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One of the most important functions of an embedded system is the ability to connect to a variety of external signals. For my smart home energy efficiency dashboard, the signals come from a variety of sensors and use a range of different protocols. Ideally, I’d like to handle these signals in software by creating a custom driver for each signal, or better yet, by configuring an existing driver to connect each sensor. In some cases, the sensors may require additional signal conditioning or interface circuitry to before being connected to the embedded processor board. Sometimes it’s appropriate to use a small microcontroller to provide the interface or signal conditioning. This provides additional flexibility, but also requires programming a second processor. Where possible, I like to avoid programming and debugging multiple computer systems. With that in mind, I’m taking a close look at computing system selection.

Microsoft has teamed-up with six hardware partners provide a range of computing system options with a variety of different feature options. Special pricing is available for non-commercial use as part of the SPARK promotion. These prices vary from system to system depending on capability and included accessories, and each computing system is ready-to-run out of the box. Ready-to-run means different things to depending on your level of exposure to embedded systems. In most cases, these computers are ready for you to load an operating system onto the device via a bootloader. Many of the configurations of the boards are managed through standard BIOS at power-on. With the exception of the VIA Artigo which doesn’t come with RAM or disk storage installed, the computers include the basic components load an operating system and run applications.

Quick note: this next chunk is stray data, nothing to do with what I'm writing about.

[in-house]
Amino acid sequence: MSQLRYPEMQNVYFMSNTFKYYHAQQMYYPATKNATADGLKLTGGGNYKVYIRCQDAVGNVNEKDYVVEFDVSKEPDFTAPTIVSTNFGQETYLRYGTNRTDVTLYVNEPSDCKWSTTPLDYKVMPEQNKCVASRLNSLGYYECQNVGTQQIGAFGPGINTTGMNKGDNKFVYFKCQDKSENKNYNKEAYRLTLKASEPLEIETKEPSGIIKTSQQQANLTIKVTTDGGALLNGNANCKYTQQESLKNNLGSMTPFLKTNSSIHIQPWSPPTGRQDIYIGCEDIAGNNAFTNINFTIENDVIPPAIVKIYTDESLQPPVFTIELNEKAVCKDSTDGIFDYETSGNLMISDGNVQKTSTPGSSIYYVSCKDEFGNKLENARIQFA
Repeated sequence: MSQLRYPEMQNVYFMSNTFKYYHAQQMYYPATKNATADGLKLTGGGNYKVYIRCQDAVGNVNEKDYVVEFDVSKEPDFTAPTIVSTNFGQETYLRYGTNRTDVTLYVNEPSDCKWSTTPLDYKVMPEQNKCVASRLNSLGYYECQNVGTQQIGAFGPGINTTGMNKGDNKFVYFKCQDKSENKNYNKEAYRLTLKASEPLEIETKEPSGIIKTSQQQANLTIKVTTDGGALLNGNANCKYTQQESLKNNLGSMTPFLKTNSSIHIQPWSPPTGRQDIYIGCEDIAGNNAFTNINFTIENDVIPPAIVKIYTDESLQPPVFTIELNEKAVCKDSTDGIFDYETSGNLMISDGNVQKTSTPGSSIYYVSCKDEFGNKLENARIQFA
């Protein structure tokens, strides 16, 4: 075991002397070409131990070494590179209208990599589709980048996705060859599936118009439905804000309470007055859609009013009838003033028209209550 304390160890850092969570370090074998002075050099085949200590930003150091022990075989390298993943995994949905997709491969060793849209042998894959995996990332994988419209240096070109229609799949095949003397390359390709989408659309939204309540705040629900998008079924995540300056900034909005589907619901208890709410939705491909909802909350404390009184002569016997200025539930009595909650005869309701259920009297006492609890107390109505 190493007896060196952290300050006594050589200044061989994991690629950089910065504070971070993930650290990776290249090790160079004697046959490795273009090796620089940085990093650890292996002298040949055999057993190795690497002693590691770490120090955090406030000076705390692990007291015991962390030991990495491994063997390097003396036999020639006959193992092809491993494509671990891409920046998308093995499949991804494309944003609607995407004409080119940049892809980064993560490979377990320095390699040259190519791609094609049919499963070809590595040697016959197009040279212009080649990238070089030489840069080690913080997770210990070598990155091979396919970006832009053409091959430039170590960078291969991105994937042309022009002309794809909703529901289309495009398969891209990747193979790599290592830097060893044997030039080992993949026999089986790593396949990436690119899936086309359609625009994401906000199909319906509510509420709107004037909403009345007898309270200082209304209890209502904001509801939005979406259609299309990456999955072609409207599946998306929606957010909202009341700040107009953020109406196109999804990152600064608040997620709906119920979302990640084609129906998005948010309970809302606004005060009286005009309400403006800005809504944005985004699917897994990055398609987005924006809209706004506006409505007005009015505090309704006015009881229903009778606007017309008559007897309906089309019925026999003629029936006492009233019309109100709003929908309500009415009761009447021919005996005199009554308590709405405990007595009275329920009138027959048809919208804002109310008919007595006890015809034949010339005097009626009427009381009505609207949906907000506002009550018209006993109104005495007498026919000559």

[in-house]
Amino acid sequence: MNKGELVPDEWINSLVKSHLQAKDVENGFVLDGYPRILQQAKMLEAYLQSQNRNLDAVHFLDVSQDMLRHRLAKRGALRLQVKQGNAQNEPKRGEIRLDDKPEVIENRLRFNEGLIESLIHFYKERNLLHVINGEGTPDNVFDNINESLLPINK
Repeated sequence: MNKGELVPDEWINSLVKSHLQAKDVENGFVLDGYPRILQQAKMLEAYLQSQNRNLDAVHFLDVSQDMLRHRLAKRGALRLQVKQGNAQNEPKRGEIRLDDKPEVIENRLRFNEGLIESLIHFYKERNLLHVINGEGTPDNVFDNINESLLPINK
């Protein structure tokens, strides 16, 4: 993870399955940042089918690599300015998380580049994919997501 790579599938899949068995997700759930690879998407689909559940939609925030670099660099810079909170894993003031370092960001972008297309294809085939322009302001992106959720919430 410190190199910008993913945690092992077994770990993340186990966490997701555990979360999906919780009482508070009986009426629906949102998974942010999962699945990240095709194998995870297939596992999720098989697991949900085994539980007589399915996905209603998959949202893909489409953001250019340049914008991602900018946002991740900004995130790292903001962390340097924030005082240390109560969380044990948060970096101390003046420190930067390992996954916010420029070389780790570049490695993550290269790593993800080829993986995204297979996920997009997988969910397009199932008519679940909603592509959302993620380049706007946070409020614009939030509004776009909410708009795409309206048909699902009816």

Download my SPARK hardware comparison chart and read more about the available hardware features on the SPARK Project blog.

Kipp Bradford

Kipp Bradford is a technology consultant and entrepreneur with a passion for making things. He is the Senior Design Engineer and Lecturer in Engineering at Brown University, where he teaches several engineering design and entrepreneurship courses. Kipp is also on the Technical Advisory Board for Make Magazine.